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Manufacture of Photovoltaic Solar Cell Using Plant ChlorophyllEPA Grant Number: SU833536
Title: Manufacture of Photovoltaic Solar Cell Using Plant Chlorophyll
Investigators: Gao, Ning , Carr, Reed , Rosales, Jon
Current Investigators: Gao, Ning , Carr, Reed , Holland, Camden , Kozlowski, Andrew , Lenanyokie, Alice , Rosales, Jon , Webster, Caroline
Institution: St Lawrence University
EPA Project Officer: Nolt-Helms, Cynthia
Project Period: August 30, 2007 through August 29, 2008
Project Amount: $8,089
RFA: P3 Awards: A National Student Design Competition for Sustainability Focusing on People, Prosperity and the Planet (2007) RFA Text | Recipients Lists
Research Category: Pollution Prevention/Sustainable Development , P3 Challenge Area - Energy , P3 Awards , Sustainability
The need for renewable energy is a global concern, due to increasing energy consumption patterns worldwide and the inevitable depletion of the world’s oil reserves. Because of the demand for a cheap, efficient, clean, and renewable energy source, photovoltaic (PV) cells have emerged as a viable energy source, and a promising material for their manufacture is chlorophyll. Chlorophyll-based (organic) PV cells show great potential for developing widely available and practical non-fossil fuel-based energy. These organic solar cells operate on the same principle as the familiar silicon cells. However, instead of being manufactured at high temperatures (1900°C), organic PV cells are fabricated using less-expensive carbon-based compounds at room temperature. We propose to study the viability of producing chlorophyll-based solar cells as a supplement to ‘grid’ electricity.
Initially, we will build on the pioneering work of Aoki et al. at Otia University in Japan. Their study tested chlorophyll a with 4-imidazole-acetic acid (Im) as an axial ligand (MgChl-a-Im) absorbed on a nanocrystalline TiO2 film (MgChl-a-Im/TiO2) electrode as a photosensitizer in the visible region. Our project will extend their work, first by using extracted chlorophyll from spinach for preliminary trials. Once we have shown the reaction works as planned, we will expand the process and use purchased chlorophyll. Another cell will be prepared from a mixture of chlorophyll a and chlorophyll b. The absorbed wavelengths of light absorbed by the organic PV cells will be analyzed using spectroscopy and then compared. The purpose will be to determine the amount of light absorbed by each cell by measuring the amount of incident light absorbed. The ultimate goal of the project is to develop a production methodology for a chlorophyll-based Graetzel cell that is more efficient than the one developed by Aoki et al.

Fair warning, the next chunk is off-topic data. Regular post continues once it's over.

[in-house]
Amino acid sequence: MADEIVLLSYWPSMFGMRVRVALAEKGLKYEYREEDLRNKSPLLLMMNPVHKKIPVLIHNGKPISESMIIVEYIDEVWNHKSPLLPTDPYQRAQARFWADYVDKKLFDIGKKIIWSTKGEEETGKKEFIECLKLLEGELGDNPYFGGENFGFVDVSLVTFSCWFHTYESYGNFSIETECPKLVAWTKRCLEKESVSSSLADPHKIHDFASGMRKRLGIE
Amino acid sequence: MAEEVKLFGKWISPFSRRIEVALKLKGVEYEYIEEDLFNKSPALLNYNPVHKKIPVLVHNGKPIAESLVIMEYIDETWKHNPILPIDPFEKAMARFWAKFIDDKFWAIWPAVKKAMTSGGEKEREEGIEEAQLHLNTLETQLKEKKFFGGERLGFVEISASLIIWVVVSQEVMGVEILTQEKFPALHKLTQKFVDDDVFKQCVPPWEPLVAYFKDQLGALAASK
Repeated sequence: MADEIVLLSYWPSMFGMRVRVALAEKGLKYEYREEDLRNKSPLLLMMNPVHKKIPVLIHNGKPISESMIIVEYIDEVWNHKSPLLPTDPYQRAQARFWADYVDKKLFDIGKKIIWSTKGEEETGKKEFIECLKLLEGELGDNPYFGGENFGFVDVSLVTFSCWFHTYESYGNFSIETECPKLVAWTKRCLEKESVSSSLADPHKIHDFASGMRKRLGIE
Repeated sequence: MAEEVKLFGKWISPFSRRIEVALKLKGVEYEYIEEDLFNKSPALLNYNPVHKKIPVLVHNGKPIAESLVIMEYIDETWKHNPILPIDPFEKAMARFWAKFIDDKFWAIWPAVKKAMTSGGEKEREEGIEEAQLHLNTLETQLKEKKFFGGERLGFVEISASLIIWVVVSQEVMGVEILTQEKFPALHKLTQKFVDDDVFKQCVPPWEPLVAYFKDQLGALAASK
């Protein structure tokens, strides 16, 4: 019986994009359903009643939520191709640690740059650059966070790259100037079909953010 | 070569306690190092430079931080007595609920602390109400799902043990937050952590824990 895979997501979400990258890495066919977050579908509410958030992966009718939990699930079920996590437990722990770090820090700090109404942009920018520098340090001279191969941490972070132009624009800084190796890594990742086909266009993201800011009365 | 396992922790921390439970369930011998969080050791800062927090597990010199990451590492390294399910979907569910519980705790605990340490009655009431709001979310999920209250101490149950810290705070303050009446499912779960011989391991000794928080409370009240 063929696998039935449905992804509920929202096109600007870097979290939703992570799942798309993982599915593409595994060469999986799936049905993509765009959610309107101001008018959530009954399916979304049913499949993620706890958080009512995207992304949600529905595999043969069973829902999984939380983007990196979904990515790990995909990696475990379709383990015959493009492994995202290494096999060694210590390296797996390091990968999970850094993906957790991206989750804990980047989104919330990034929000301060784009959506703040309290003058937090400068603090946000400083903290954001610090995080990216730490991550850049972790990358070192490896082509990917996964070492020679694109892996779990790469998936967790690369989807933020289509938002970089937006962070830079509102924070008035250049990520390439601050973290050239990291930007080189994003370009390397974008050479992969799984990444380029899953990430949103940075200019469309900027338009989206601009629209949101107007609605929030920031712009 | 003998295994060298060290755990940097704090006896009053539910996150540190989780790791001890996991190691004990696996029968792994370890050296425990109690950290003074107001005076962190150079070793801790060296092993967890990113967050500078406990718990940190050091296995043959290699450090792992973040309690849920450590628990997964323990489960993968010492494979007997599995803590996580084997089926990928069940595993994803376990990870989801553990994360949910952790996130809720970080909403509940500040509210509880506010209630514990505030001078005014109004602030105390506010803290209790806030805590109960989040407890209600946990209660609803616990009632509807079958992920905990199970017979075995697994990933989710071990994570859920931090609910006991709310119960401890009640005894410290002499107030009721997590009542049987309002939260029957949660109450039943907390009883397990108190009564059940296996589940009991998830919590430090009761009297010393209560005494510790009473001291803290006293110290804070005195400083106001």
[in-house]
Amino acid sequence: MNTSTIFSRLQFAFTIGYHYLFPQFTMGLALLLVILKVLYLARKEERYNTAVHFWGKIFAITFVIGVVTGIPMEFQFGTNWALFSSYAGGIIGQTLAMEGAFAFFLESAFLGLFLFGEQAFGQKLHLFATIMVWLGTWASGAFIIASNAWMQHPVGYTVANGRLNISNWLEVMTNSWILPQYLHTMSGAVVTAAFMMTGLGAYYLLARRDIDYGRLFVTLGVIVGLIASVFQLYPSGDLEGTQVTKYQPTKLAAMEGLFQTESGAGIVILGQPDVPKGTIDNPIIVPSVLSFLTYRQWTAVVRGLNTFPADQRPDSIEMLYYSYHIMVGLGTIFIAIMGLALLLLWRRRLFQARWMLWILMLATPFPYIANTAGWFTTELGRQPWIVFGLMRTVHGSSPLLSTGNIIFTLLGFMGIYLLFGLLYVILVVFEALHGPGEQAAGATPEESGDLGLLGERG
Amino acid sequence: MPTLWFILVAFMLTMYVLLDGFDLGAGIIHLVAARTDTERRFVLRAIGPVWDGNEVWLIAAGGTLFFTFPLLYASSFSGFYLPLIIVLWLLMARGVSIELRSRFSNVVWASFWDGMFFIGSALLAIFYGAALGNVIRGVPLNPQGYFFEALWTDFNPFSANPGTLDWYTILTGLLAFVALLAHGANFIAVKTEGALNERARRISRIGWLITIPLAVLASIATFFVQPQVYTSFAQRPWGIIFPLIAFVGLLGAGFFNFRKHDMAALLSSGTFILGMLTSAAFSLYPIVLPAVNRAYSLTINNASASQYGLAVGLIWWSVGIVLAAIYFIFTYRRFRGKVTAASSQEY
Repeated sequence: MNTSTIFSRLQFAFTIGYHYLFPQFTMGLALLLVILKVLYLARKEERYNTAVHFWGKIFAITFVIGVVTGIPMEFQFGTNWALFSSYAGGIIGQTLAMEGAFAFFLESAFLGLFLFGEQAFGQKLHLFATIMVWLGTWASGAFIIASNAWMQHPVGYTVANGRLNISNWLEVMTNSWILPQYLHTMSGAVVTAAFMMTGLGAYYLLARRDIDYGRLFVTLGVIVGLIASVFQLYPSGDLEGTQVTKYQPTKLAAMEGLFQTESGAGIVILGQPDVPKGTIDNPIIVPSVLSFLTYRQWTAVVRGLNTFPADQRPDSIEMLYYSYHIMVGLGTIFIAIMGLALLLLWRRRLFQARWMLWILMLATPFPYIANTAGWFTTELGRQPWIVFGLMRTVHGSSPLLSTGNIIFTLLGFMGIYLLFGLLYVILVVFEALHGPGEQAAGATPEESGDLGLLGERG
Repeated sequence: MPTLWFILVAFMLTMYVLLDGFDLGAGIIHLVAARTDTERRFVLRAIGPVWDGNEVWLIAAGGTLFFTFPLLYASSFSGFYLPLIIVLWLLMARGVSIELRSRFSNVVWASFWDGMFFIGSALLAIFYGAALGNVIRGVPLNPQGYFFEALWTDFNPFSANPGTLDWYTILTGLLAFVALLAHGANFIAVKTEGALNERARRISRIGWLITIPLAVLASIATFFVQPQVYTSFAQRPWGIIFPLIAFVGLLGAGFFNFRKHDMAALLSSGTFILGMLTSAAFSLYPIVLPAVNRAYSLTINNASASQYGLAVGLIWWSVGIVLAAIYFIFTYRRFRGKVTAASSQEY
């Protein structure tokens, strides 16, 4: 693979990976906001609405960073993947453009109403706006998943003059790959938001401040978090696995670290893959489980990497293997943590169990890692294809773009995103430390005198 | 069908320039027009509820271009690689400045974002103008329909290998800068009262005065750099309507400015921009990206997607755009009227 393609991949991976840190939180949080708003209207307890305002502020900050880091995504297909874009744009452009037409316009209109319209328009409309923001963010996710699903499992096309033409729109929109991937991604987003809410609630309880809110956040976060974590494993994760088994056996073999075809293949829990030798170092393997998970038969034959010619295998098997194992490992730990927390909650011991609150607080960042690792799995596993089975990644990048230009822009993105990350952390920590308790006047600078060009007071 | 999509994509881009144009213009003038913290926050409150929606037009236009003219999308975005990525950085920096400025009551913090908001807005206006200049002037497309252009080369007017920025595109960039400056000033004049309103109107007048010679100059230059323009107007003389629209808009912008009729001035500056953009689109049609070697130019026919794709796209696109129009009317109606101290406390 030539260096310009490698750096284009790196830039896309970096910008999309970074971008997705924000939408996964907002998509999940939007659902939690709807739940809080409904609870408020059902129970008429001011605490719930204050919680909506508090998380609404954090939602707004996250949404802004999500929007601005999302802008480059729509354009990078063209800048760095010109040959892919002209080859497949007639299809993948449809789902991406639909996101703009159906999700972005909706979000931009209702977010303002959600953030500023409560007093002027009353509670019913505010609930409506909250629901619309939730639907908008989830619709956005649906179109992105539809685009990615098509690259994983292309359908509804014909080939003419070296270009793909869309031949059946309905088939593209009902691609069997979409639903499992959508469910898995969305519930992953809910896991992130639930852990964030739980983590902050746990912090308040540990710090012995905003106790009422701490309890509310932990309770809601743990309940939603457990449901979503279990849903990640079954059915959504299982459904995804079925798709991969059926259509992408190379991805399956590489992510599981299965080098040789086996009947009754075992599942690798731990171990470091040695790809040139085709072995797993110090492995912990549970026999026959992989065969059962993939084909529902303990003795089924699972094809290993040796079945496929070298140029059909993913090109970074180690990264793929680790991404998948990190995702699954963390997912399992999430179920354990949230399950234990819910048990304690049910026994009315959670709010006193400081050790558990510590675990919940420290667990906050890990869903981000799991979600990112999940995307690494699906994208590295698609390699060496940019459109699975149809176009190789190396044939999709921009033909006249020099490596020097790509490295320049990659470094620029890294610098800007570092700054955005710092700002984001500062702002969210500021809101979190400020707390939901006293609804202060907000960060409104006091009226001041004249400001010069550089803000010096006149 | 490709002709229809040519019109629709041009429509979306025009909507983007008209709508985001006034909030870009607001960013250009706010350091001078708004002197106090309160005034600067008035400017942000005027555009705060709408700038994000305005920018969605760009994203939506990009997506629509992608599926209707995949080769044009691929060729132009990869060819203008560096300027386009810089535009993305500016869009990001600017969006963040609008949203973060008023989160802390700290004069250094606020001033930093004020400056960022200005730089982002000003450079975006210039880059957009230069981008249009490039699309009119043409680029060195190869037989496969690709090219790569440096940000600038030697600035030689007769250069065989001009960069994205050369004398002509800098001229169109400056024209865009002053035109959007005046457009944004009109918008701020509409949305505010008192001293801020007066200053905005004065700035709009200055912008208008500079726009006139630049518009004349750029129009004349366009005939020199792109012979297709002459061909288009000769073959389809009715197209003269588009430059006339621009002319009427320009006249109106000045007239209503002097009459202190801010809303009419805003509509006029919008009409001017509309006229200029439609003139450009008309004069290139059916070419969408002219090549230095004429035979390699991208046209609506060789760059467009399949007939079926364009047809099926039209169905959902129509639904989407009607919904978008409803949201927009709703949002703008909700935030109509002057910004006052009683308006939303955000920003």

As a possible extension beyond this project, the effect of the central coordinated atom could be investigated by substituting the Mg atom in chlorophyll with other metals such as calcium and scandium to determine if better properties may be obtained. The high cost of manufacturing silicon-based photovoltaics (cost/watt) has been an obstacle to widespread adoption. Nonetheless, the use of PV cells has been growing at a rate of 25–30% over the past several years. A simplified process for producing chlorophyll-based PV cells could result in an increased number of entrepreneurial startups, especially in remote areas which there is need for off-the-grid energy. Reducing costs and increasing volume output would lower the price of each cell, making it a reasonable alternative to silicon-based solar cells. The development of practical organic solar cells would lower the world-wide demand for fossil fuels and deliver humanitarian benefits. The proposed work will also contribute to the ongoing effort of St. Lawrence University to use P3 Concepts as an educational tool.